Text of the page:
I cannot vote for this canon as it stands because it seems to me that it puts the American Bar Association in the position of condemning absolutely something which they allow to exist. The only statement that is definite in it is that contingent fees lead to many abuses. What the committee undoubtedly meant was that contingent fees often lead to abuses. It seems to me that the best way to adjust the matter would be to amend the canon by striking out the words, “lead to many abuses and.”
James A. Gibson, of California :
I second the motion, if the gentleman makes his suggestion as a motion.
David L. Withington:
The suggestion made by Mr. Withington is an excellent one and ought to be acted upon. It is in accordance with the federal practice, in Ohio, to regulate contingent fees. Several of us in the back part of the hall have been endeavoring to frame a substitute which would meet the suggestion made by Mr. Withington, as follows: “As cortingent fees often lead to many abuses, they should be placed under the supervision of the court, so far as may be necessary to prevent their many abuses in the practice of charging contingent fees.”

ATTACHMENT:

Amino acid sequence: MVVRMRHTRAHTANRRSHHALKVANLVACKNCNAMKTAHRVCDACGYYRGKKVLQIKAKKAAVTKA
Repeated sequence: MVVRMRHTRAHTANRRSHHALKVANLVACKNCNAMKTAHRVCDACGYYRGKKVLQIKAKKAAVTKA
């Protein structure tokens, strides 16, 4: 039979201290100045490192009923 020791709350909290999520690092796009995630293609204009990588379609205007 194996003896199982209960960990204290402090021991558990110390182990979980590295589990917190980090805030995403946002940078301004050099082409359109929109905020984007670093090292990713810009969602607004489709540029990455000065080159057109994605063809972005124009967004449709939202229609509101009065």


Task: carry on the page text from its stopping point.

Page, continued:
Francis Fisher Kane, of Pennsylvania :
I do not know whether it is in order or not to move another amendment, but I have an amendment which I think is a little more clear, with all respect to Mr. James.
It is this: “ Arrangements for contingent fees may within proper limitations be honorably made, but if the client subsequently objects to the allowance of the stipulated compensation he should have an opportunity to ask the court to determine in a summary way whether those limitations have been exceeded.”